We furloughed three members of staff with underlying health conditions, implemented social distancing, introduced one person per vehicle (where this wasn’t possible both driver and passenger wore fitted FFP3 masks) and reminded staff about the importance of good hygiene, especially after visiting shops/garages. We implemented daily washing of vehicles inside and out, tools and plant being sterilized and staff starting at staggered times to reduce contact.

Three months later as I write this I reflect on those decisions. Did we get it right? Should we have shut down? I still believe we did the right thing. We have suffered financially, but not to the extent we would have if we had closed the doors. I believe we are currently seeing a false bubble and that a downturn will hit at the end of the year. As the furlough scheme comes to a close many businesses are laying off staff or closing down completely. We are facing a recession and we need to make sure we are as financially as strong as possible when it arrives. We have a strong order book and we go into the back end of the year with jobs for every member of staff. For me that was the most important point: making sure our staff, the colleagues we call family, still have jobs for the long term. The social impacts of unemployment are huge for individuals and families.

At WilbyTree we are carrying on this new normal. Now the new requirements are ingrained into everyone we are seeing benefits. The offices, workshops and vehicles are the cleanest they have ever been. This is great for company image. We haven’t lost clients who continued to operate, meaning our order book is strong and we can keep all staff in jobs.

I don’t doubt there will be more challenges ahead but each week we implement something new to keep our staff safe; this week it has been the introduction of digital thermometers to take everyone’s temperature at the start of the day. This is all part of our first commitment to our staff and their families, to protect them now and protect their jobs for the future. They are the greatest asset we have; they are the reason our clients value the service we offer.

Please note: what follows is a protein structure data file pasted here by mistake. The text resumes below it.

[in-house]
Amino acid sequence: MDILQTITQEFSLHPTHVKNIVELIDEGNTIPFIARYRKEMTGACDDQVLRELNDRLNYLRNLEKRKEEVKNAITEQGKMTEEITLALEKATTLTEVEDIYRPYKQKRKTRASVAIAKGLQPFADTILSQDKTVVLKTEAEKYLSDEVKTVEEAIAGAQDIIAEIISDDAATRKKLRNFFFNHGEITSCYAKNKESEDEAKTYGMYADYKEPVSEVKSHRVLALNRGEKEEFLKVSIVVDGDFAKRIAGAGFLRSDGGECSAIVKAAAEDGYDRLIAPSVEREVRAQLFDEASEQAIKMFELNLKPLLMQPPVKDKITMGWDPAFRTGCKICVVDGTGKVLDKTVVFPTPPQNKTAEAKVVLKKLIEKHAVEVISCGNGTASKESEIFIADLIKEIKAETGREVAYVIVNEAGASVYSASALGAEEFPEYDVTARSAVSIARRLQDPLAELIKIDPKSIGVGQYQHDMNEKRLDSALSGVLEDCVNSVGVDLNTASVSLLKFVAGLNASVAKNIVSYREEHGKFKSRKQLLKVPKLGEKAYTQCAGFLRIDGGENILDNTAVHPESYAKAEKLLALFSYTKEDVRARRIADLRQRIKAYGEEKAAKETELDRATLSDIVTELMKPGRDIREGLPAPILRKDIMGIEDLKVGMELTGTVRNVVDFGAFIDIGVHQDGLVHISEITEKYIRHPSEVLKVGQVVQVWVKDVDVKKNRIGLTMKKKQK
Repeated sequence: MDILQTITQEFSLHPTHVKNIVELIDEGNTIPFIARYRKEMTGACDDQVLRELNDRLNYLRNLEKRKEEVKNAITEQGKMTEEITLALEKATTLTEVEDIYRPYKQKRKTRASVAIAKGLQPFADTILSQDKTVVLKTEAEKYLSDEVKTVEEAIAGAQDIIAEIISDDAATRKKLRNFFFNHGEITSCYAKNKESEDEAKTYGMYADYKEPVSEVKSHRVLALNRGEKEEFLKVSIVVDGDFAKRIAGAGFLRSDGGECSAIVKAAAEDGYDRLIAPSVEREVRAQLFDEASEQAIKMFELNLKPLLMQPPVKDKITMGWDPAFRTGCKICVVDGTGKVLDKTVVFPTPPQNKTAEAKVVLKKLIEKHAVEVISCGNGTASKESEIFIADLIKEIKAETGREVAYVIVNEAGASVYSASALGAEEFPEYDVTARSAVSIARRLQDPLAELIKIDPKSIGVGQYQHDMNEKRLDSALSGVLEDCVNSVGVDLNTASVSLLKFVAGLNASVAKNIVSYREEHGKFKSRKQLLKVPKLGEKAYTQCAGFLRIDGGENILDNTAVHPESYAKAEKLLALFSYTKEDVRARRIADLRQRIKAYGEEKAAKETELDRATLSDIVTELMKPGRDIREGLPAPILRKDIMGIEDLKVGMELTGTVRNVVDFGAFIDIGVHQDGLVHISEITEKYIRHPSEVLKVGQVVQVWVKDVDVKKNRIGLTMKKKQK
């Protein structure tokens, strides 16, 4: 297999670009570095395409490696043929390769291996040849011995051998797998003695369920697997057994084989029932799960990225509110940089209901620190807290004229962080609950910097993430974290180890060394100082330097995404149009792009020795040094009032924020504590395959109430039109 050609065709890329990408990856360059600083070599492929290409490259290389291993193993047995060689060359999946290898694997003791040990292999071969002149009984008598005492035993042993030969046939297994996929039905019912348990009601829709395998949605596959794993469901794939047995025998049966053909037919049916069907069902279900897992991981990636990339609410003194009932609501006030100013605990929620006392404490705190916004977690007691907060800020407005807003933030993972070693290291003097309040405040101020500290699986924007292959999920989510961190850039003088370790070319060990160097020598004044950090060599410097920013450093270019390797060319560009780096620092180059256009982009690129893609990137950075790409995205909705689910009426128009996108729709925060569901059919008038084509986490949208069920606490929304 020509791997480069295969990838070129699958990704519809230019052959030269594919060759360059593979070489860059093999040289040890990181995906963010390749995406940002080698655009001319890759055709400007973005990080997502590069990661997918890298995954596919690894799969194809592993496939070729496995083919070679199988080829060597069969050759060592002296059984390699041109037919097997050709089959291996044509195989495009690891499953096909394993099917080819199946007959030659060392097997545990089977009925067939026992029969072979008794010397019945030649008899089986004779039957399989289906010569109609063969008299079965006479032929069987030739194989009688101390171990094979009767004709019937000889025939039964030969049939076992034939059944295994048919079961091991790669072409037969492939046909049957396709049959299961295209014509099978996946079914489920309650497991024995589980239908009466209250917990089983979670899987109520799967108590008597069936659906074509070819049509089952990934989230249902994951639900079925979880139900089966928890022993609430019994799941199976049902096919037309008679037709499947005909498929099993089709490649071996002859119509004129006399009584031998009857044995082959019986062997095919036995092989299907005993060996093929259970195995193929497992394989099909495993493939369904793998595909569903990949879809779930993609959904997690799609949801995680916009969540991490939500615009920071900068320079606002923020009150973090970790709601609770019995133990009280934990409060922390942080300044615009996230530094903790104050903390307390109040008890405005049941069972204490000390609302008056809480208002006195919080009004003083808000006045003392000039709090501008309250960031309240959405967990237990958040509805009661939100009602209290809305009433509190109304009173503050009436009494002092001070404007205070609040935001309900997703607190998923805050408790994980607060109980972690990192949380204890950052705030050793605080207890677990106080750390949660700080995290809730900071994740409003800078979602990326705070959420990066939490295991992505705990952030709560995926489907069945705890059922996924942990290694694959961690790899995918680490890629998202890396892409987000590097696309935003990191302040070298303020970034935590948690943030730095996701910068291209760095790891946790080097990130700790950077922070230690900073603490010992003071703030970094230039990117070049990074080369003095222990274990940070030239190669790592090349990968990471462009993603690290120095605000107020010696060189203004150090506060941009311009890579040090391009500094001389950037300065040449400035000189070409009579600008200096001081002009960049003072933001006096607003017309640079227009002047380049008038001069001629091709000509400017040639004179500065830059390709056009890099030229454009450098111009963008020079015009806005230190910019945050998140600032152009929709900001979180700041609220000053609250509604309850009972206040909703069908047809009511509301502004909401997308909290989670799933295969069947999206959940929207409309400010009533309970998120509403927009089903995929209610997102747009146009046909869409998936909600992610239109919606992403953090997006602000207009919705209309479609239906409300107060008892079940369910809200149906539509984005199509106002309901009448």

Kirsty McNicol, Training Manager

Kirsty McNicol, Training Manager

Coronavirus has affected my role as Training Manager in both good and bad ways. I took the decision to suspend all training in March as soon as the government put distancing and lockdown measures in place. This meant an instant reduction in my team’s work. Being part of a large arb company meant two of my team could be transferred over to operational utility cutting teams, classed as key work. Thankfully, when we contacted people to postpone training, all the candidates and companies booked on courses were understanding of our reasons for postponing and were happy to wait until we are able to restart training. We have considered our options on how to restart courses and will be resuming some from July with reduced candidate numbers and adaptations to teaching methods.

When lockdown came into force in March we were at the start of our Spring Utility Arborist Fast Track programme, so as well as needing to postpone all our general courses I had to plan how we could keep our training programme going for our four new trainees. As well as providing them with topics to study at home we have managed to schedule one-on-one training for those who are near Exeter. We have adapted courses to allow for 2m distancing and are slowly getting to grips with producing e-learning materials and the use of Zoom!

We have used the last three months to get ahead on our LOLER (Lifting Operations and Lifting Equipment Regulations) inspection programme – we inspect over 500 kits a year for Hi-Line as well as kits for other companies and climbers. We’ve also used the time to redesign some of our course materials and course content, to clear up and carry out maintenance on our training woodlands, to catch up on lots of filing (!) and most recently to update our training centre to allow for 2m distancing on classroom-based courses.